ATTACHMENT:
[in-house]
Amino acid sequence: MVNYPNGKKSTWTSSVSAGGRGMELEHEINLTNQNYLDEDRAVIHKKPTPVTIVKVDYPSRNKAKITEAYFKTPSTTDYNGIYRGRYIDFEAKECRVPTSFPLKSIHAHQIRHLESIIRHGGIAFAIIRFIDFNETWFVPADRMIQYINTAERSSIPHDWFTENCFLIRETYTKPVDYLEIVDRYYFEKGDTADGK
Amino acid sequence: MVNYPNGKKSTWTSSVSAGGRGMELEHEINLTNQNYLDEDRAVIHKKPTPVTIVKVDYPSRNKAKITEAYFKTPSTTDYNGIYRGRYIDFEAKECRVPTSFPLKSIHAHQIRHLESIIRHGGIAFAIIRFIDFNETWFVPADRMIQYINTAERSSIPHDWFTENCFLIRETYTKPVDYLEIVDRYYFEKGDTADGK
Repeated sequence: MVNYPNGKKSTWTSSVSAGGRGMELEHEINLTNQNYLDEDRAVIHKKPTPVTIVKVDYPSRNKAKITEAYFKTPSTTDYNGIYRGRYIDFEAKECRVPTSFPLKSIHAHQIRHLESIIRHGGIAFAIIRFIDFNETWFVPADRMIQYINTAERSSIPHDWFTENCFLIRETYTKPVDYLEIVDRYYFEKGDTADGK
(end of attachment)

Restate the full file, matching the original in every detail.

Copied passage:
[in-house]
Amino acid sequence: MVNYPNGKKSTWTSSVSAGGRGMELEHEINLTNQNYLDEDRAVIHKKPTPVTIVKVDYPSRNKAKITEAYFKTPSTTDYNGIYRGRYIDFEAKECRVPTSFPLKSIHAHQIRHLESIIRHGGIAFAIIRFIDFNETWFVPADRMIQYINTAERSSIPHDWFTENCFLIRETYTKPVDYLEIVDRYYFEKGDTADGK
Amino acid sequence: MVNYPNGKKSTWTSSVSAGGRGMELEHEINLTNQNYLDEDRAVIHKKPTPVTIVKVDYPSRNKAKITEAYFKTPSTTDYNGIYRGRYIDFEAKECRVPTSFPLKSIHAHQIRHLESIIRHGGIAFAIIRFIDFNETWFVPADRMIQYINTAERSSIPHDWFTENCFLIRETYTKPVDYLEIVDRYYFEKGDTADGK
Repeated sequence: MVNYPNGKKSTWTSSVSAGGRGMELEHEINLTNQNYLDEDRAVIHKKPTPVTIVKVDYPSRNKAKITEAYFKTPSTTDYNGIYRGRYIDFEAKECRVPTSFPLKSIHAHQIRHLESIIRHGGIAFAIIRFIDFNETWFVPADRMIQYINTAERSSIPHDWFTENCFLIRETYTKPVDYLEIVDRYYFEKGDTADGK